Cycling is normal in the Netherlands but not to the same extent in every community. Many immigrants come to the Netherlands from countries where cycling is not a common mode of transportation. Although not everyone learns to ride a bike in childhood, it does not mean they are uninterested. In fact, this is how Mobycon Consultant Angela van der Kloof became involved in Amsterdam Zuidoost (Southeast), a district of the capital where cycling has typically lagged.
In 2009, Angela trained Agatha Frimpong – an immigrant woman from Ghana and prominent member of that community – in how to teach others to cycle. Agatha was inspired to help women in her community live more active lives after she lost a friend due to heart disease. Although Agatha was adamant about taking action, she was not sure exactly how to be effective. Happily, she found good partners through a neighbourhood project aimed at reducing poverty, Promising Southeast and Angela who has more than 20 years experience teaching immigrant women to cycle.
Five years after participating in Angela’s train-the-trainer course, Mama Agatha’s lessons have proved so inspiring, she is now the subject of a film written and directed by Fadi Hindash and produced by Marek Jancovic, watch the trailer here.
Although cycling lessons have been offered to immigrant women in the Netherlands since the 1970s, not enough research has focused on how effective these lessons are at reducing mobility inequality. Recently, Angela wrote one of the only scientific papers on the subject with Jeroen Bastiaanssen and Karel Martens both from Radboud University. The article is available here. Angela has also spoken extensively about her experience using the bicycle as a tool for social inclusion, including recent presentations at the Women’s Issues in Transportation Conference in Paris, France in April 2014 and Velo-City Vienna in 2013.
Recently, Angela has been working with Mama Agatha again observing cycling lessons to help Agatha continue developing her teaching skills and grow the project in Amsterdam Zuidoost. We look forward to sharing more about their current collaboration soon.
For now, we wish to share the English translation of a recently published article about Mama Agatha and the role bicycle lessons are playing in the lives of immigrant women in the Netherlands. The article by Karin Broer was published in Vogelvrije Fietser (Magazine of the Dutch Cyclists’ Union).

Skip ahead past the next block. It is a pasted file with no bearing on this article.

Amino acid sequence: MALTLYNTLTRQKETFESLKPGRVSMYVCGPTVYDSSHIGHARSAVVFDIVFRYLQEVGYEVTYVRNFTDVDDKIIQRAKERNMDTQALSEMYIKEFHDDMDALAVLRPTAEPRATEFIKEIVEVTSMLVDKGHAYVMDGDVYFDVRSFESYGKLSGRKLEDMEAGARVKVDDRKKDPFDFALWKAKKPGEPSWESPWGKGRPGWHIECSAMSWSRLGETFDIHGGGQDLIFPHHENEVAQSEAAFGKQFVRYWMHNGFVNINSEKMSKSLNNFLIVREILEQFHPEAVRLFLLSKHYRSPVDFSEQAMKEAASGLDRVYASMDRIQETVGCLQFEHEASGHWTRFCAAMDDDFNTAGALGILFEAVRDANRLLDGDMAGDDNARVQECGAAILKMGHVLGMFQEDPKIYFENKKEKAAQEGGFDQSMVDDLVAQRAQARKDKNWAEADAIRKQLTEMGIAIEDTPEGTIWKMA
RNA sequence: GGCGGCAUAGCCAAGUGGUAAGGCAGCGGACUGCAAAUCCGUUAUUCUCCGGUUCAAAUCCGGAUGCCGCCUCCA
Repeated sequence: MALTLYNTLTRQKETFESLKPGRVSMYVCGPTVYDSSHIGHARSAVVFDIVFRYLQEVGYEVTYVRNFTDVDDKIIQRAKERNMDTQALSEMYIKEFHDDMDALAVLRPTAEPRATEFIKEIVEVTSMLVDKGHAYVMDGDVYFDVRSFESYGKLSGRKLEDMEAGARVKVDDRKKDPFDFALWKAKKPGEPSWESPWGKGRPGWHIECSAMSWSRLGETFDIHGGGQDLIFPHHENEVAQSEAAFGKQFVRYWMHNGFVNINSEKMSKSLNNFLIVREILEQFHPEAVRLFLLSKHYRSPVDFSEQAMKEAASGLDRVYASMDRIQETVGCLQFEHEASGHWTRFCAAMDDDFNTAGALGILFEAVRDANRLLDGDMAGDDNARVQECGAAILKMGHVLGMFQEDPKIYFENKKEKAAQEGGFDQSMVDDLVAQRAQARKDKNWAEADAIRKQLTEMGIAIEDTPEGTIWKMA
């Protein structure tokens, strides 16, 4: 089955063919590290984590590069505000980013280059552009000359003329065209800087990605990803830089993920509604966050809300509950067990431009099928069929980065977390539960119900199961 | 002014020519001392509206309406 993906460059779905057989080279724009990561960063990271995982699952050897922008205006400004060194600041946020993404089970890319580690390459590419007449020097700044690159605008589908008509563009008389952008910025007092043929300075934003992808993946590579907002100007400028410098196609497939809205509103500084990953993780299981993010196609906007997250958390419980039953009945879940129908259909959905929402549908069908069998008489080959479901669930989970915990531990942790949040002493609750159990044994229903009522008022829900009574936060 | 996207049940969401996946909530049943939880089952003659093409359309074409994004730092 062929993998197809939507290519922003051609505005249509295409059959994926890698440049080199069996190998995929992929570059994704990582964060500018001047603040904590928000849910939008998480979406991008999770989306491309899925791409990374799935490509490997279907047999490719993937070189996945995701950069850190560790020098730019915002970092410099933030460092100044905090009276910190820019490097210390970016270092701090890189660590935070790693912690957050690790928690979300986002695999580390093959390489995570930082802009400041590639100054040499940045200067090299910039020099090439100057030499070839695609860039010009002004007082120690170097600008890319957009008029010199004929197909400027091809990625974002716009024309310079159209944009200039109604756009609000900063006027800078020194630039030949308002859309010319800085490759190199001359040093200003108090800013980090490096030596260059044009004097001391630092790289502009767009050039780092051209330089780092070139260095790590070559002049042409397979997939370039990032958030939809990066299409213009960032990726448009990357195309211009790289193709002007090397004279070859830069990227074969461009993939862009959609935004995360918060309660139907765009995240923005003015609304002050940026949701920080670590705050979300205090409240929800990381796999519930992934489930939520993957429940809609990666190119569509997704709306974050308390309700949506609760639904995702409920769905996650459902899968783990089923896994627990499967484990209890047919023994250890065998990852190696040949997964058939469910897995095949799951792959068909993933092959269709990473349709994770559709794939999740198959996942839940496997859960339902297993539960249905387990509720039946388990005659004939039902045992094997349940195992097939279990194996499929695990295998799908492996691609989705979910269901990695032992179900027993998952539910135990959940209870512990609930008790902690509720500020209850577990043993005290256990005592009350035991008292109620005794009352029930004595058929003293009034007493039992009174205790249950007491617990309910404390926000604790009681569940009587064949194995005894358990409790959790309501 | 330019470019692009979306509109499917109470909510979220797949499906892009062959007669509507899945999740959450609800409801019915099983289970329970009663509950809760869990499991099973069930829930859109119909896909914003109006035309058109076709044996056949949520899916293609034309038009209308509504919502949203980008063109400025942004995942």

For more information about Angela’s work in this area, please contact her directly.
“We moeten meer bewegen – de fietslessens van Mama Agatha” (“We have to move more – Mama Agatha’s Cycling Lessons”)
by Karin Broer, translated by Mobycon
The bike is cheap and gives freedom of movement. History has shown it can be an emancipating vehicle, as it was for the working class and first-wave feminists and now immigrant women in the Netherlands.
One afternoon last June, cycling lessons were being held in a gym and garage in Amsterdam. One by one the participants trickled in, including a 60-year-old named Indra Kalidien who is originally from British Guiana. Kalidien is afraid to fall, "But I want to learn, I want to learn it. My grandchildren can cycle,” she explained. She did not learn as a child but today she is trying. She steps carefully, feet on the ground. It is not easy. Kalidien is not feeling well. She has pain in her back. Agatha Frimpong runs along beside her, "Cycling is good for your health," she exclaims enthusiastically.
Frimpong, who everyone calls Mama Agatha, is originally from Ghana and teaches cycling lessons to other immigrant women. She explained the idea came when a well-known woman from the community died as a result of heart problems. “We have to move more. At the funeral I saw a man with a bicycle. Then I thought: we should go cycling. You can go running in the park, but this is better, everyone is cycling in the Netherlands. We have to go cycling.” She said.
Promising Southeast, a neighbourhood project aimed at poverty reduction, supported Agatha's initiative. In 2009, Agatha got a crash course in cycling lessons and since then, there has been growing interest. "Here in Southeast there are many single parents. They want bikes because everyone is cycling and it is also useful to bring children to school,” Agatha said.
Southeast is a neighbourhood built in the mid-twentieth century with enough space on the streets to accommodate both cars and cyclists. The environment is truly safe for all road users because of a combination of separated infrastructure and 30-kilometre zones.
Ilse Lachman, age 67, said that like other ladies, she will “ride to Ouderkerk or to Weesp or to my sister who lives far away since paid parking now costs 1.40 per hour.” When asked about biking to downtown, she said, "Oh no, it's much too busy."
The lessons last 10 weeks and cost 45 euros. The cost includes a new bicycle, which participants get if they attend all classes. Classes run extremely well, which is partly because of Agatha who knows many people in the neighbourhood, according to Doris Bolten of Promising Southeast. “The women who come usually find bikes scary. We get comments like ‘I'm afraid of heights,’ cycling is perceived as very exciting," she said.